Interview for Assistant Photographer in a studio

Discussion in 'Photography Beginners' Forum' started by BekahAura, Oct 15, 2010.

  1. BekahAura

    BekahAura New Member

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    Hey guys!

    I'm very excited to have a job interview on Monday, but I'm also pretty nervous because I've never worked in a studio before.

    I do have experience working with small flashes and umbrellas. I've read a lot of David Hobby's blog, which is my main source of education on the topic.

    The studio, that I will hopefully be working for soon, shoots a variety of household items. I've practiced my off camera lighting mostly on people and animals, so I'm not really sure where to start learning about lighting techniques on different kinds of objects.

    I guess I'm looking to study as much as I can in one weekend. I need to learn

    A) about the common equipment used in a big studio

    and

    B) common lighting techniques used in catalog-like photographs

    If anyone has any good sources I could go over before my interview, please leave me links. I'll take recommendations for good books on the topic too.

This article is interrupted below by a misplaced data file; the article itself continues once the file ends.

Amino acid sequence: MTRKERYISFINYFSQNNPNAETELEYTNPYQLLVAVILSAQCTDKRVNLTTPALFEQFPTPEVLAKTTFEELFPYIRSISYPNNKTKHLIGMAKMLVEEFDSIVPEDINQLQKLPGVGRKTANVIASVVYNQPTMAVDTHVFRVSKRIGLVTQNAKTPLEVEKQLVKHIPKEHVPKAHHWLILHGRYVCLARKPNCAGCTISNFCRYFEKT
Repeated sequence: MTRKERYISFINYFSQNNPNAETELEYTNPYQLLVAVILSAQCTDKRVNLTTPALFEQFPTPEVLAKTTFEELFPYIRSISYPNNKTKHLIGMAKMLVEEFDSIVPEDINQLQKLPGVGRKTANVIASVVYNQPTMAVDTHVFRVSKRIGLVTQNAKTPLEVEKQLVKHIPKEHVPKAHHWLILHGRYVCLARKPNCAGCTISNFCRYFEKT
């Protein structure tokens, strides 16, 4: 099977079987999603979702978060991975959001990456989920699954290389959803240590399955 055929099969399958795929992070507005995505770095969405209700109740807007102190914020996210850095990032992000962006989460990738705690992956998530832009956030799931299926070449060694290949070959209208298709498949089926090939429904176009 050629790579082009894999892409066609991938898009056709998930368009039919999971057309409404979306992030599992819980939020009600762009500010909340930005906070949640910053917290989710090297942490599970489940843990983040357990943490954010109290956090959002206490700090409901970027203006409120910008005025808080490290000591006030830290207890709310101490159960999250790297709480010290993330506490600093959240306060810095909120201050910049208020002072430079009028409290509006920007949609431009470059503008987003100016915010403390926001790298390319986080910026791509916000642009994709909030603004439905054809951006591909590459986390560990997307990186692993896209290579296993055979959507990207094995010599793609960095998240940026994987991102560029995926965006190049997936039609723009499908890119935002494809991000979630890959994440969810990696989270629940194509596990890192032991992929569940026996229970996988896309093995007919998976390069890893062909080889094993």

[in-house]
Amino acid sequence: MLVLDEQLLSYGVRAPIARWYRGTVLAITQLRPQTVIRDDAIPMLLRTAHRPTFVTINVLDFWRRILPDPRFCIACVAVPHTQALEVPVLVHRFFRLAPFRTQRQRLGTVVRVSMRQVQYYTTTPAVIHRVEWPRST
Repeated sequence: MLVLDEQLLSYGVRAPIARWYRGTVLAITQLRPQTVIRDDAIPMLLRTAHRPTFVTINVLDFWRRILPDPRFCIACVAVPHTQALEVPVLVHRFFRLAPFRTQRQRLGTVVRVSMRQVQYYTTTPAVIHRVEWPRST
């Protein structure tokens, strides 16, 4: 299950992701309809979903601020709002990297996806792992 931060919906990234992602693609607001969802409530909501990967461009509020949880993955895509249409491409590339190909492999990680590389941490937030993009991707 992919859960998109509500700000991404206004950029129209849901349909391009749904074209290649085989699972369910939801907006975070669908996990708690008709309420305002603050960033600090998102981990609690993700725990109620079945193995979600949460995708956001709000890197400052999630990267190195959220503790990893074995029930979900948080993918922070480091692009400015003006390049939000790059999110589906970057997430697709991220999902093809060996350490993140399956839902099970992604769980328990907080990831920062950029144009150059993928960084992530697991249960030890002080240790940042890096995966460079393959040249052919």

I know I probably won't be taking pictures at this job, and I'm really looking forward to the learning experience of working there. I just need to get my foot in the door, and that means giving a good impression at the interview.

    Any help would be greatly appreciated!
     
  2. ArranLomas

    ArranLomas New Member

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  3. Big Mike

    Big Mike I am Big, I am Mike Staff Member

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    It would totally depend on the photographer at the studio...but I'm thinking that if you show up and appear to know 'too much'...it might be a turn off.
    They likely have a technique that they like using, which is probably different from what others might do, and they don't want you (or anyone else) coming in and telling them what to do.